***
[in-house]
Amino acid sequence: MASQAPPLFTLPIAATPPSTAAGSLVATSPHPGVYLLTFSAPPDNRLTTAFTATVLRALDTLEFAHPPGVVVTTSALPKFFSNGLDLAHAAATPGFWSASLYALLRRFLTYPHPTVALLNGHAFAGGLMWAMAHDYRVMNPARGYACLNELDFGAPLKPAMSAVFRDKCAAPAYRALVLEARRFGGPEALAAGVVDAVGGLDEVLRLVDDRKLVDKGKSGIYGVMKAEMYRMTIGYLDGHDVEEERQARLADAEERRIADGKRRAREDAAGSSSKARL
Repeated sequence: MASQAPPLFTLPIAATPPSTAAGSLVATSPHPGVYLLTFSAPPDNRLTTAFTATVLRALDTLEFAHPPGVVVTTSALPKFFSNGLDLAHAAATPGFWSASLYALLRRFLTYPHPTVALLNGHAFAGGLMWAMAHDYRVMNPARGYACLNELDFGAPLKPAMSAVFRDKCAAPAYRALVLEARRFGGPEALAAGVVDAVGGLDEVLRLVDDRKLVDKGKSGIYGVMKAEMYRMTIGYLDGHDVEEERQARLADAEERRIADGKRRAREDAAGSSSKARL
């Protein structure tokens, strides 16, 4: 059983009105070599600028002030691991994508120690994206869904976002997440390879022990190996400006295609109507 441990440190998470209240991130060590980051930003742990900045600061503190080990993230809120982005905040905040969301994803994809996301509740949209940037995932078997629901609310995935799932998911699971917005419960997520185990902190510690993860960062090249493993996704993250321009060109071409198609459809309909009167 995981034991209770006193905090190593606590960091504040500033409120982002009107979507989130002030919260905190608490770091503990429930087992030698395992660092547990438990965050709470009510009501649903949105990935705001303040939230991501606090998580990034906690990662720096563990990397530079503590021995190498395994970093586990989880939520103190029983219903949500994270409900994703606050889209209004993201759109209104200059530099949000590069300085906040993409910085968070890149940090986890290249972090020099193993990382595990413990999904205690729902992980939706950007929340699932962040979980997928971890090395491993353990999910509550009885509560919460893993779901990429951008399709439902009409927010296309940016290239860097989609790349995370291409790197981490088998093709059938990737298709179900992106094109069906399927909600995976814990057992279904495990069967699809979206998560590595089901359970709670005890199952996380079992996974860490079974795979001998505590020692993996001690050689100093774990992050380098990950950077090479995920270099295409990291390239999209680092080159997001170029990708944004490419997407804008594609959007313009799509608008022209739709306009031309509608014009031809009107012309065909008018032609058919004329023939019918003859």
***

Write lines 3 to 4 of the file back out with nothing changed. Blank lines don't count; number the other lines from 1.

Repeated sequence: MASQAPPLFTLPIAATPPSTAAGSLVATSPHPGVYLLTFSAPPDNRLTTAFTATVLRALDTLEFAHPPGVVVTTSALPKFFSNGLDLAHAAATPGFWSASLYALLRRFLTYPHPTVALLNGHAFAGGLMWAMAHDYRVMNPARGYACLNELDFGAPLKPAMSAVFRDKCAAPAYRALVLEARRFGGPEALAAGVVDAVGGLDEVLRLVDDRKLVDKGKSGIYGVMKAEMYRMTIGYLDGHDVEEERQARLADAEERRIADGKRRAREDAAGSSSKARL
């Protein structure tokens, strides 16, 4: 059983009105070599600028002030691991994508120690994206869904976002997440390879022990190996400006295609109507 441990440190998470209240991130060590980051930003742990900045600061503190080990993230809120982005905040905040969301994803994809996301509740949209940037995932078997629901609310995935799932998911699971917005419960997520185990902190510690993860960062090249493993996704993250321009060109071409198609459809309909009167 995981034991209770006193905090190593606590960091504040500033409120982002009107979507989130002030919260905190608490770091503990429930087992030698395992660092547990438990965050709470009510009501649903949105990935705001303040939230991501606090998580990034906690990662720096563990990397530079503590021995190498395994970093586990989880939520103190029983219903949500994270409900994703606050889209209004993201759109209104200059530099949000590069300085906040993409910085968070890149940090986890290249972090020099193993990382595990413990999904205690729902992980939706950007929340699932962040979980997928971890090395491993353990999910509550009885509560919460893993779901990429951008399709439902009409927010296309940016290239860097989609790349995370291409790197981490088998093709059938990737298709179900992106094109069906399927909600995976814990057992279904495990069967699809979206998560590595089901359970709670005890199952996380079992996974860490079974795979001998505590020692993996001690050689100093774990992050380098990950950077090479995920270099295409990291390239999209680092080159997001170029990708944004490419997407804008594609959007313009799509608008022209739709306009031309509608014009031809009107012309065909008018032609058919004329023939019918003859």